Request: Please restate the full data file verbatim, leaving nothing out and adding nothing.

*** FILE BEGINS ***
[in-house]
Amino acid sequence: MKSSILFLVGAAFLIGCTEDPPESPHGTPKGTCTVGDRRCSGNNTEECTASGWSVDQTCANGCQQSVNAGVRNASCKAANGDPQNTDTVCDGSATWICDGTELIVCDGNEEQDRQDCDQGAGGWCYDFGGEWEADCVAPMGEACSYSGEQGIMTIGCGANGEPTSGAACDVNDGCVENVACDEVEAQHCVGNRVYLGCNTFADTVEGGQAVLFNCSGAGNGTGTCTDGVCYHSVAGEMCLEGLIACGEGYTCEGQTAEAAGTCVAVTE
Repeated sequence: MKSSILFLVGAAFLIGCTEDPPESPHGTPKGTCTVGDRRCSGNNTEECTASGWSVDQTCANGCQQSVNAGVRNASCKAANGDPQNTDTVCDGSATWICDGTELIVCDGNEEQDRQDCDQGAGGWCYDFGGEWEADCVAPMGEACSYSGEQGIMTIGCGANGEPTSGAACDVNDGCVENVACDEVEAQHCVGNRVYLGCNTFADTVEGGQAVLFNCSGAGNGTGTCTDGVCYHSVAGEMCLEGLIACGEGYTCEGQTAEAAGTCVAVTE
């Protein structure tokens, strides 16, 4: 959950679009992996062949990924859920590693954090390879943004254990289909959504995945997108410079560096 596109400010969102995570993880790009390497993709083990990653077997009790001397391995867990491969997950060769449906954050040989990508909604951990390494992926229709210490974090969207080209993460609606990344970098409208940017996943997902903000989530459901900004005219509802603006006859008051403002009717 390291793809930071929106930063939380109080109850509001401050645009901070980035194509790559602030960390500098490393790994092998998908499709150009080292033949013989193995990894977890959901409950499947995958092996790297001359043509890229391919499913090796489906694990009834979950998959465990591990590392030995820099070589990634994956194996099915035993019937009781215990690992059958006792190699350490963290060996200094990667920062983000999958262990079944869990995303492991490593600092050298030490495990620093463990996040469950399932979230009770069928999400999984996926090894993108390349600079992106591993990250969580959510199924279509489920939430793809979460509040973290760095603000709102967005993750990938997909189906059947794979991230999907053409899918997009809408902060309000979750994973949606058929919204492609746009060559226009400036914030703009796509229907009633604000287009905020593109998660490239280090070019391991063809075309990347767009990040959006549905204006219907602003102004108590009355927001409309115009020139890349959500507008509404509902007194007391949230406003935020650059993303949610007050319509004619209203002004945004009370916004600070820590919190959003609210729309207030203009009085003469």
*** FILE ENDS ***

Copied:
[in-house]
Amino acid sequence: MKSSILFLVGAAFLIGCTEDPPESPHGTPKGTCTVGDRRCSGNNTEECTASGWSVDQTCANGCQQSVNAGVRNASCKAANGDPQNTDTVCDGSATWICDGTELIVCDGNEEQDRQDCDQGAGGWCYDFGGEWEADCVAPMGEACSYSGEQGIMTIGCGANGEPTSGAACDVNDGCVENVACDEVEAQHCVGNRVYLGCNTFADTVEGGQAVLFNCSGAGNGTGTCTDGVCYHSVAGEMCLEGLIACGEGYTCEGQTAEAAGTCVAVTE
Repeated sequence: MKSSILFLVGAAFLIGCTEDPPESPHGTPKGTCTVGDRRCSGNNTEECTASGWSVDQTCANGCQQSVNAGVRNASCKAANGDPQNTDTVCDGSATWICDGTELIVCDGNEEQDRQDCDQGAGGWCYDFGGEWEADCVAPMGEACSYSGEQGIMTIGCGANGEPTSGAACDVNDGCVENVACDEVEAQHCVGNRVYLGCNTFADTVEGGQAVLFNCSGAGNGTGTCTDGVCYHSVAGEMCLEGLIACGEGYTCEGQTAEAAGTCVAVTE
């Protein structure tokens, strides 16, 4: 959950679009992996062949990924859920590693954090390879943004254990289909959504995945997108410079560096 596109400010969102995570993880790009390497993709083990990653077997009790001397391995867990491969997950060769449906954050040989990508909604951990390494992926229709210490974090969207080209993460609606990344970098409208940017996943997902903000989530459901900004005219509802603006006859008051403002009717 390291793809930071929106930063939380109080109850509001401050645009901070980035194509790559602030960390500098490393790994092998998908499709150009080292033949013989193995990894977890959901409950499947995958092996790297001359043509890229391919499913090796489906694990009834979950998959465990591990590392030995820099070589990634994956194996099915035993019937009781215990690992059958006792190699350490963290060996200094990667920062983000999958262990079944869990995303492991490593600092050298030490495990620093463990996040469950399932979230009770069928999400999984996926090894993108390349600079992106591993990250969580959510199924279509489920939430793809979460509040973290760095603000709102967005993750990938997909189906059947794979991230999907053409899918997009809408902060309000979750994973949606058929919204492609746009060559226009400036914030703009796509229907009633604000287009905020593109998660490239280090070019391991063809075309990347767009990040959006549905204006219907602003102004108590009355927001409309115009020139890349959500507008509404509902007194007391949230406003935020650059993303949610007050319509004619209203002004945004009370916004600070820590919190959003609210729309207030203009009085003469």